Financial Information Management Essay


Write an essay on Financial Information Management.



The portfolio theory (Markowitz 1952) in his paper "Portfolio Selection,", says that it is possible to create an optimum portfolio which offers the maximum return for the amount of risk taken.

In this assignment we apply the portfolio theory concept to a set of 5 stocks namely Easy Jet, Unilever, Merlin Entertainment, Marks & Spencer, and Royal Mail. By running a Monte Carlo simulation, we select and assign stocks to a hypothetical ?100,000 portfolio; followed by an analysis on the individual stocks.

Portfolio Selection

We ran a Monte Carlo simulation (on Easy Jet, Unilever, Merlin Entertainment, Marks & Spencer, and Royal Mail) with 1000 iterations based on the ROE TTM and Beta of the stock to come up with the optimum portfolio – minimum Beta with maximum returns (Brealey, Myers & Allen 2011). The optimal portfolio in this case comprises Easy Jet - 50% weightage, Unilever – 40% weightage, and Merlin Entertainment 10% weightage (we have used approximations for the sake of simplicity). Marks & Spencer and Royal Mail received a minor weightage, so we choose to leave them out of the portfolio.

Scatter plot for TTM (Trailing Twelve Month) Returns and Beta of the stockSource: Reuters, DigitalLook


Cl. Price 8 Jul, '16 in GBp

No of shares

Investment in GBP











Marks & Spencer







Merlin Entertainments







Royal Mail














Portfolio value





Easy Jet (Buy, Portfolio weight 50%)

Easy Jet is a British short haul budget airline, operating on approximately 800 routes spanning across 30 countries in Europe, with a fleet of 240 aircrafts. According to Goldman Sachs, in the recent years, European Low Cost Carriers (LCC’s) have and would continue to gain market share for short haul flights from legacy carriers. The major beneficiary of this trend has been low cost carriers such as Easy Jet and Ryanair (Mann 2016).

Further, these airlines continue to benefit from strong European travel trends. According to European Travel Commission, tourist arrivals increased 5% in 2015 in Europe. Air traffic was strong with Revenue Passenger per Kilometre (RPK), increasing 5.2% in 2015 y-o-y and Air capacity increasing by 4% on an avg. in 2015. A key driver of this growth was strong intra-European travel, a category which is a forte of short haul airlines like Easy Jet. For 2016, the report forecasts a 3.2% increase in European inbound travel. For 1H16 ended 31 March, 2016, Easy Jet’s passengers grew 7.4%, continuing the trend from 2015 which marked a 6% growth in passengers (European Travel Commission 2016).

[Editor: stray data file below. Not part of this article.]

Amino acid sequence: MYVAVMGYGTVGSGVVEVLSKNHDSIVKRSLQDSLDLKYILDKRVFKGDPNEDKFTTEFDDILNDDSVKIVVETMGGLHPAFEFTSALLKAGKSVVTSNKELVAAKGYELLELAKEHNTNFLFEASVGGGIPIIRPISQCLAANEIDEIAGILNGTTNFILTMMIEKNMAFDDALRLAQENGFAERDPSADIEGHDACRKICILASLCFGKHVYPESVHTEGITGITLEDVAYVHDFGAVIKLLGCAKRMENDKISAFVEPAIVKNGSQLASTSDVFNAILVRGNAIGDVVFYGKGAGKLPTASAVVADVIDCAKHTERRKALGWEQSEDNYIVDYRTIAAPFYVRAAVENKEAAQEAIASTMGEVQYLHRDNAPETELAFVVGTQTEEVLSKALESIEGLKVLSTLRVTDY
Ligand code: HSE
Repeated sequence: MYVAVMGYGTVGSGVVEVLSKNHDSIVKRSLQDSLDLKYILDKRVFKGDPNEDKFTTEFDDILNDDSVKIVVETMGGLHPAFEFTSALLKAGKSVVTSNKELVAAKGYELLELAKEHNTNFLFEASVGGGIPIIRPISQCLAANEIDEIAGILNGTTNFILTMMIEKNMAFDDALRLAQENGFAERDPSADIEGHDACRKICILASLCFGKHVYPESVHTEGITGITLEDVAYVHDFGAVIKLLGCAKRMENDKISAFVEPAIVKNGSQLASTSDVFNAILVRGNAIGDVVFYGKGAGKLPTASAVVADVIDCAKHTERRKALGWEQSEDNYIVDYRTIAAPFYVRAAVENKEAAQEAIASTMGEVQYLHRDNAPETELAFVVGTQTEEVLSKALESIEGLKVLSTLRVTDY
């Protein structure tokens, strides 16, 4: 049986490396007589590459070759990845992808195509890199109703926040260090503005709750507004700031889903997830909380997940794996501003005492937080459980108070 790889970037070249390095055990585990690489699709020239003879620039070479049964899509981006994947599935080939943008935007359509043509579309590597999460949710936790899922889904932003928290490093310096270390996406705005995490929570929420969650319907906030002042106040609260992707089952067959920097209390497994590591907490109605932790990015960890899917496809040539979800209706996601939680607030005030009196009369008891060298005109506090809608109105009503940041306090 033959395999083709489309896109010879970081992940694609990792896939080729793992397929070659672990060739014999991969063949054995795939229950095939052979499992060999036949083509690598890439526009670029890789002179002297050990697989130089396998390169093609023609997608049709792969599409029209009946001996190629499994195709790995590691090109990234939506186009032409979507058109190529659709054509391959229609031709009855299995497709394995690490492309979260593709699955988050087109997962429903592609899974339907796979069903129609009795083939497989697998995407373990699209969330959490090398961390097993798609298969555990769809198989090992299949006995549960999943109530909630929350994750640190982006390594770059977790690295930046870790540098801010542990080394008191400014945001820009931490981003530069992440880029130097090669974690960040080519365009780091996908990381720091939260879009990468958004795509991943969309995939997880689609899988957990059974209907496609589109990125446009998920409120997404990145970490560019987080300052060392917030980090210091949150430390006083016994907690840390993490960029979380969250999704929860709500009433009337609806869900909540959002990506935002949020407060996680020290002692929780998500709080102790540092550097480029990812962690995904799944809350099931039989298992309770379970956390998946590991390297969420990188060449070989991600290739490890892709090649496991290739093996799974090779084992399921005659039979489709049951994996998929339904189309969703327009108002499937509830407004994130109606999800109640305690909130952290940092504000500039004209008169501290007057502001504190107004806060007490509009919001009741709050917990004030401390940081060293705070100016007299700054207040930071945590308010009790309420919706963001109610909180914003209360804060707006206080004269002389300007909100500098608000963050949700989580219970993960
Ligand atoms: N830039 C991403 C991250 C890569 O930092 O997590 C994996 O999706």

Lower Oil prices also are playing a major role to curtail the costs (Tovey 2015), which are being passed on to customers. According to Easy Jet’s latest half yearly report 31 March, 2016, cost per seat declined 5%, and fares to customers decreased 6% in 1H16 y-o-y, while forward bookings were in line with last year. In 2015, cost per seat decreased 3.4% given favourable oil prices and currency movement.

Financials: Easy jet reported strong set of financials with revenues in 2015 reaching ?4.7 bn, up 3.5% from 2014, and the basic EPS growing by 21.5% in 2015. The consensus expects the revenues to grow 2.1% in FY16 ending September 30, despite the impact of terrorism, EU instability and Brexit (Reuters 2016).

Valuation: Easy Jet is trading at a PE ratio of 8.5x vs. industry at 13.5x, according to Reuters. Since the stock is undervalued, it may be good time to buy the stock, given positive outlook and strong fundamentals.

Risks: Brexit could impact travel to and from UK (Bryan 2016), and the company plans to up a company in Europe (Martin 2016). Currency fluctuations could be a drag on profitability. Terrorism attacks and immigration crisis could mute the growth of travel to certain areas. Volatility in commodity prices could impact the profitability of the firm.

Reuters Consensus ratings: Buy (6), outperform (7), Hold (9), Underperform (2) and Sell (1)

Unilever (Buy, Portfolio Weight 40%)

With a presence in almost 190 countries, Unilever PLC is one of the largest consumer goods company in the world operating in Food, Home Care, Personal care products and Refreshments. The Foods segment includes soups (knorr), snacks, sauces, margarines and spreads. The Homecare segment includes a variety of cleaning products such as Surf. While, the personal care segment has popular skin care and hair brands like Dove, Lux, Axe, etc., the Refreshment segment has ice cream and beverages like Magnum, Lipton, Ben &j Jerry’s under its umbrella. Unilever has close to 400 brands all over the globe.

With majority of revenues coming from developing/ emerging markets, Unilever can prove to be a safe bet after Brexit and EU instability (Wild 2016). For FY15, Unilever reported underlying sales growth of 4.1%, with emerging markets reporting 7.1% growth, while developed markets were flat. Although, pricing increased in emerging markets, we saw a deflationary trend in developed markets which was offset by volume growth. The trend continued in 1Q16 with emerging markets underlying sales growth of +8.3%, vs developed markets which were slightly negative with -0.3% (underlying price growth of -1.3%). The company has shown resilient revenue growth of 3.34% from 2006 to 2015 (including the recession phase), according to company’s financials.